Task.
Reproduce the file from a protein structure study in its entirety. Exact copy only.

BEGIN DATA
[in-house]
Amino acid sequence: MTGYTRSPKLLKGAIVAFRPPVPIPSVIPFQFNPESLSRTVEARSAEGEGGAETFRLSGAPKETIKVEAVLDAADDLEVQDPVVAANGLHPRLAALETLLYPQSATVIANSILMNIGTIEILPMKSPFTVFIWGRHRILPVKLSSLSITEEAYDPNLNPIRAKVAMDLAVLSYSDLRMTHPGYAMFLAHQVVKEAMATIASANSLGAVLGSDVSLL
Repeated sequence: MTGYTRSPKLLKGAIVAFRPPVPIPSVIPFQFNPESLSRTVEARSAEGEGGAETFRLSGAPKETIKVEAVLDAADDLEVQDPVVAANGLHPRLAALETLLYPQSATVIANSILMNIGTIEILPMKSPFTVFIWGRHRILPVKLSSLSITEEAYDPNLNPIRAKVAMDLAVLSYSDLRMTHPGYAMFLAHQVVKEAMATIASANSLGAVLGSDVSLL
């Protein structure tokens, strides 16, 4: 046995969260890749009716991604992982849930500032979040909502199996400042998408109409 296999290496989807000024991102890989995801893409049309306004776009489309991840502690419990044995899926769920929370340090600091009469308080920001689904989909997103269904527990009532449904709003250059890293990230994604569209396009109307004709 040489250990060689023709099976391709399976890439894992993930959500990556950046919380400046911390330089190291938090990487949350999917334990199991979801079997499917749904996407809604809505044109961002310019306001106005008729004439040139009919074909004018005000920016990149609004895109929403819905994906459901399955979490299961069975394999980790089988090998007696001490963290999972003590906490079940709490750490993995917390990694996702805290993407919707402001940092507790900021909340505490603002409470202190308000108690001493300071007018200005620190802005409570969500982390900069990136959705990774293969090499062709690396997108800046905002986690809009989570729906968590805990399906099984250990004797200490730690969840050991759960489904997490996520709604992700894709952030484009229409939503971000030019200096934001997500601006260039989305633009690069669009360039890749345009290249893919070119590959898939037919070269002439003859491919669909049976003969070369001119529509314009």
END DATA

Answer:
[in-house]
Amino acid sequence: MTGYTRSPKLLKGAIVAFRPPVPIPSVIPFQFNPESLSRTVEARSAEGEGGAETFRLSGAPKETIKVEAVLDAADDLEVQDPVVAANGLHPRLAALETLLYPQSATVIANSILMNIGTIEILPMKSPFTVFIWGRHRILPVKLSSLSITEEAYDPNLNPIRAKVAMDLAVLSYSDLRMTHPGYAMFLAHQVVKEAMATIASANSLGAVLGSDVSLL
Repeated sequence: MTGYTRSPKLLKGAIVAFRPPVPIPSVIPFQFNPESLSRTVEARSAEGEGGAETFRLSGAPKETIKVEAVLDAADDLEVQDPVVAANGLHPRLAALETLLYPQSATVIANSILMNIGTIEILPMKSPFTVFIWGRHRILPVKLSSLSITEEAYDPNLNPIRAKVAMDLAVLSYSDLRMTHPGYAMFLAHQVVKEAMATIASANSLGAVLGSDVSLL
């Protein structure tokens, strides 16, 4: 046995969260890749009716991604992982849930500032979040909502199996400042998408109409 296999290496989807000024991102890989995801893409049309306004776009489309991840502690419990044995899926769920929370340090600091009469308080920001689904989909997103269904527990009532449904709003250059890293990230994604569209396009109307004709 040489250990060689023709099976391709399976890439894992993930959500990556950046919380400046911390330089190291938090990487949350999917334990199991979801079997499917749904996407809604809505044109961002310019306001106005008729004439040139009919074909004018005000920016990149609004895109929403819905994906459901399955979490299961069975394999980790089988090998007696001490963290999972003590906490079940709490750490993995917390990694996702805290993407919707402001940092507790900021909340505490603002409470202190308000108690001493300071007018200005620190802005409570969500982390900069990136959705990774293969090499062709690396997108800046905002986690809009989570729906968590805990399906099984250990004797200490730690969840050991759960489904997490996520709604992700894709952030484009229409939503971000030019200096934001997500601006260039989305633009690069669009360039890749345009290249893919070119590959898939037919070269002439003859491919669909049976003969070369001119529509314009």